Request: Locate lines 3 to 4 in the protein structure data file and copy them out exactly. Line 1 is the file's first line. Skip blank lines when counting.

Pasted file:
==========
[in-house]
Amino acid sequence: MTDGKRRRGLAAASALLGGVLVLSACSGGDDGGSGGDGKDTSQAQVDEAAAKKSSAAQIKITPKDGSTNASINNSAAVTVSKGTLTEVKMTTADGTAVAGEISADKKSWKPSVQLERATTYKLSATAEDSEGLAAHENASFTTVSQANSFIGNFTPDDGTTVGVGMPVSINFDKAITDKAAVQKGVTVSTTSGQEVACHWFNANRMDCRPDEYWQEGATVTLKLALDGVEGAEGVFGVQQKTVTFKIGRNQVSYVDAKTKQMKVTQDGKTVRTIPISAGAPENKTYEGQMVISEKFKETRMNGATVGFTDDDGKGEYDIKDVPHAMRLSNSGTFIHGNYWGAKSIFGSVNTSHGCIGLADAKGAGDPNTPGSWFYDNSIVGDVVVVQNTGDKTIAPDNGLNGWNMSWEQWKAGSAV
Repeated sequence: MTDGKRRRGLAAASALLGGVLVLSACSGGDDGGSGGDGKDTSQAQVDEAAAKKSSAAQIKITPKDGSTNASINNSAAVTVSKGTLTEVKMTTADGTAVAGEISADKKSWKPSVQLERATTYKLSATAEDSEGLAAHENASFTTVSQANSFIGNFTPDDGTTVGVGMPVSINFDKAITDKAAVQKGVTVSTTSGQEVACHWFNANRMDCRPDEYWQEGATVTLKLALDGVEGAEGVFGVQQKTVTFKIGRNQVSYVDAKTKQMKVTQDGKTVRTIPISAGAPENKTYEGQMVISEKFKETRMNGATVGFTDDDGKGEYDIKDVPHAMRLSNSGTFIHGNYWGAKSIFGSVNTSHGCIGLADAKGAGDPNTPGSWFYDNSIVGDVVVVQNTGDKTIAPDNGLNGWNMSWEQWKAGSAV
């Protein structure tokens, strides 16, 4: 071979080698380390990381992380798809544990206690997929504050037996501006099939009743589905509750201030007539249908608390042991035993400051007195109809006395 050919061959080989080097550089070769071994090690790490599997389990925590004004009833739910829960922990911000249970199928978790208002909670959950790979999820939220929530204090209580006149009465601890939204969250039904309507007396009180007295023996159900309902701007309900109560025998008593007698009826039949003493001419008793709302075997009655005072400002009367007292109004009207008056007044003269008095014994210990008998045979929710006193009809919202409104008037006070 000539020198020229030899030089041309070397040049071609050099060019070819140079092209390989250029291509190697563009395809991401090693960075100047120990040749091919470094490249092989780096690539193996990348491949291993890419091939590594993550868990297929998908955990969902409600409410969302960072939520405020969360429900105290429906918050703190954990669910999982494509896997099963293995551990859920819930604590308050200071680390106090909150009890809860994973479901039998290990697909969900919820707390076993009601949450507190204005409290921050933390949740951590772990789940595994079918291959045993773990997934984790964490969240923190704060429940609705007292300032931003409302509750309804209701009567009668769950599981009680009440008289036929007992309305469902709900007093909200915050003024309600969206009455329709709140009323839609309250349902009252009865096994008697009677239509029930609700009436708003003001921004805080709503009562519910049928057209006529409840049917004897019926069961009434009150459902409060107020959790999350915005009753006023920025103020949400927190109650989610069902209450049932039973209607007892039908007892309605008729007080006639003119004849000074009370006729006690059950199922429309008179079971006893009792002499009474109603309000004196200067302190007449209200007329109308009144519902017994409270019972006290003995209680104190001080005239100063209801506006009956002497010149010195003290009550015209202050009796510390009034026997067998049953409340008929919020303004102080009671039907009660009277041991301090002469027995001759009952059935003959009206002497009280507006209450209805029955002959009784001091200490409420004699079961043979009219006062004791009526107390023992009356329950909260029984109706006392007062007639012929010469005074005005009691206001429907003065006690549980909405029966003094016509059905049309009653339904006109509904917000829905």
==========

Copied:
Repeated sequence: MTDGKRRRGLAAASALLGGVLVLSACSGGDDGGSGGDGKDTSQAQVDEAAAKKSSAAQIKITPKDGSTNASINNSAAVTVSKGTLTEVKMTTADGTAVAGEISADKKSWKPSVQLERATTYKLSATAEDSEGLAAHENASFTTVSQANSFIGNFTPDDGTTVGVGMPVSINFDKAITDKAAVQKGVTVSTTSGQEVACHWFNANRMDCRPDEYWQEGATVTLKLALDGVEGAEGVFGVQQKTVTFKIGRNQVSYVDAKTKQMKVTQDGKTVRTIPISAGAPENKTYEGQMVISEKFKETRMNGATVGFTDDDGKGEYDIKDVPHAMRLSNSGTFIHGNYWGAKSIFGSVNTSHGCIGLADAKGAGDPNTPGSWFYDNSIVGDVVVVQNTGDKTIAPDNGLNGWNMSWEQWKAGSAV
């Protein structure tokens, strides 16, 4: 071979080698380390990381992380798809544990206690997929504050037996501006099939009743589905509750201030007539249908608390042991035993400051007195109809006395 050919061959080989080097550089070769071994090690790490599997389990925590004004009833739910829960922990911000249970199928978790208002909670959950790979999820939220929530204090209580006149009465601890939204969250039904309507007396009180007295023996159900309902701007309900109560025998008593007698009826039949003493001419008793709302075997009655005072400002009367007292109004009207008056007044003269008095014994210990008998045979929710006193009809919202409104008037006070 000539020198020229030899030089041309070397040049071609050099060019070819140079092209390989250029291509190697563009395809991401090693960075100047120990040749091919470094490249092989780096690539193996990348491949291993890419091939590594993550868990297929998908955990969902409600409410969302960072939520405020969360429900105290429906918050703190954990669910999982494509896997099963293995551990859920819930604590308050200071680390106090909150009890809860994973479901039998290990697909969900919820707390076993009601949450507190204005409290921050933390949740951590772990789940595994079918291959045993773990997934984790964490969240923190704060429940609705007292300032931003409302509750309804209701009567009668769950599981009680009440008289036929007992309305469902709900007093909200915050003024309600969206009455329709709140009323839609309250349902009252009865096994008697009677239509029930609700009436708003003001921004805080709503009562519910049928057209006529409840049917004897019926069961009434009150459902409060107020959790999350915005009753006023920025103020949400927190109650989610069902209450049932039973209607007892039908007892309605008729007080006639003119004849000074009370006729006690059950199922429309008179079971006893009792002499009474109603309000004196200067302190007449209200007329109308009144519902017994409270019972006290003995209680104190001080005239100063209801506006009956002497010149010195003290009550015209202050009796510390009034026997067998049953409340008929919020303004102080009671039907009660009277041991301090002469027995001759009952059935003959009206002497009280507006209450209805029955002959009784001091200490409420004699079961043979009219006062004791009526107390023992009356329950909260029984109706006392007062007639012929010469005074005005009691206001429907003065006690549980909405029966003094016509059905049309009653339904006109509904917000829905």